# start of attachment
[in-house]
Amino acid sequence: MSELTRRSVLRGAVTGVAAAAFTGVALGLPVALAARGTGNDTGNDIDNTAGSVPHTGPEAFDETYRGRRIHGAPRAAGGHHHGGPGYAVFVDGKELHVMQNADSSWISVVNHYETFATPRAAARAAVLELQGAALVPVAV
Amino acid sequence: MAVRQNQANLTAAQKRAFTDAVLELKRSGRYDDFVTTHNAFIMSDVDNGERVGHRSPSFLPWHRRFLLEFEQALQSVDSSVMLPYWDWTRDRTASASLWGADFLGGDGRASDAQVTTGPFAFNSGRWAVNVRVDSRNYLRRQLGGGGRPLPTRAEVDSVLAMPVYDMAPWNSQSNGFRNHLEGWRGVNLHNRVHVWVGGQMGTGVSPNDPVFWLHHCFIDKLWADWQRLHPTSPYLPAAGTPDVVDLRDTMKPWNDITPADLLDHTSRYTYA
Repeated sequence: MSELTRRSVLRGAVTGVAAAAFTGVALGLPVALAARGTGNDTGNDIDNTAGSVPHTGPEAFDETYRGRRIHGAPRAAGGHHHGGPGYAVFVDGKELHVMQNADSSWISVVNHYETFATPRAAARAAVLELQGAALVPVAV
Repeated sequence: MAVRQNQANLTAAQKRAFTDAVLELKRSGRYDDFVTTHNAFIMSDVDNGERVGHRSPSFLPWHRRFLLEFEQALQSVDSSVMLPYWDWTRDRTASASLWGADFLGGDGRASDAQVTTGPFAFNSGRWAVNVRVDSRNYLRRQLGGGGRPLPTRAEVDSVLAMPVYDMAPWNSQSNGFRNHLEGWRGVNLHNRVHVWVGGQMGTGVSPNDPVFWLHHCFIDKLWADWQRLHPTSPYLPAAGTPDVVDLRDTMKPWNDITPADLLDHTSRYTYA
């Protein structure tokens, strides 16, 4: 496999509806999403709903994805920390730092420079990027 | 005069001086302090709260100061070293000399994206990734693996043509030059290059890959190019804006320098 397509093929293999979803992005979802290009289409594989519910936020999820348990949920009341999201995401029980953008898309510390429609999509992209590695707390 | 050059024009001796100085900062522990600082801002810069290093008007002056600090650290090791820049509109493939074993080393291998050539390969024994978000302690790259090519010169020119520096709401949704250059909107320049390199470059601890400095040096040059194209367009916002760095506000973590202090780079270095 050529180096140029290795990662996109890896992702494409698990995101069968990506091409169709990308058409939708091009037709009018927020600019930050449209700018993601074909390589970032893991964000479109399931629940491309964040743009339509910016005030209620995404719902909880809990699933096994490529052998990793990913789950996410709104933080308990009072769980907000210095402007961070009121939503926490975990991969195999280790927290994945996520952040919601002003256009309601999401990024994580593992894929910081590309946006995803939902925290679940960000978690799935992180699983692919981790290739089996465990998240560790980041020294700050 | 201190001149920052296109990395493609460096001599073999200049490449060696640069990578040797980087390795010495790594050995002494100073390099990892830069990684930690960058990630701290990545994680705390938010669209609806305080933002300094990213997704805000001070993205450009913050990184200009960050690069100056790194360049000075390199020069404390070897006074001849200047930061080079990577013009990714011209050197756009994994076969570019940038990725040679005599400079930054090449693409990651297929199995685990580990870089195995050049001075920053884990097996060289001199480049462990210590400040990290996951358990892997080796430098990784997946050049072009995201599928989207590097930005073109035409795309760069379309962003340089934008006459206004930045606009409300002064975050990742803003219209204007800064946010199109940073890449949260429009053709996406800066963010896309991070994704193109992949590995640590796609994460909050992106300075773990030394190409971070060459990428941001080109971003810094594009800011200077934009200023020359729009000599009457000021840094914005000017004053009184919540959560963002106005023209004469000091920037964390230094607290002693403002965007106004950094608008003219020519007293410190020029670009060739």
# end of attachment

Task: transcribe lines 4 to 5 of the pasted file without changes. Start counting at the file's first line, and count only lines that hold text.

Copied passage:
Repeated sequence: MSELTRRSVLRGAVTGVAAAAFTGVALGLPVALAARGTGNDTGNDIDNTAGSVPHTGPEAFDETYRGRRIHGAPRAAGGHHHGGPGYAVFVDGKELHVMQNADSSWISVVNHYETFATPRAAARAAVLELQGAALVPVAV
Repeated sequence: MAVRQNQANLTAAQKRAFTDAVLELKRSGRYDDFVTTHNAFIMSDVDNGERVGHRSPSFLPWHRRFLLEFEQALQSVDSSVMLPYWDWTRDRTASASLWGADFLGGDGRASDAQVTTGPFAFNSGRWAVNVRVDSRNYLRRQLGGGGRPLPTRAEVDSVLAMPVYDMAPWNSQSNGFRNHLEGWRGVNLHNRVHVWVGGQMGTGVSPNDPVFWLHHCFIDKLWADWQRLHPTSPYLPAAGTPDVVDLRDTMKPWNDITPADLLDHTSRYTYA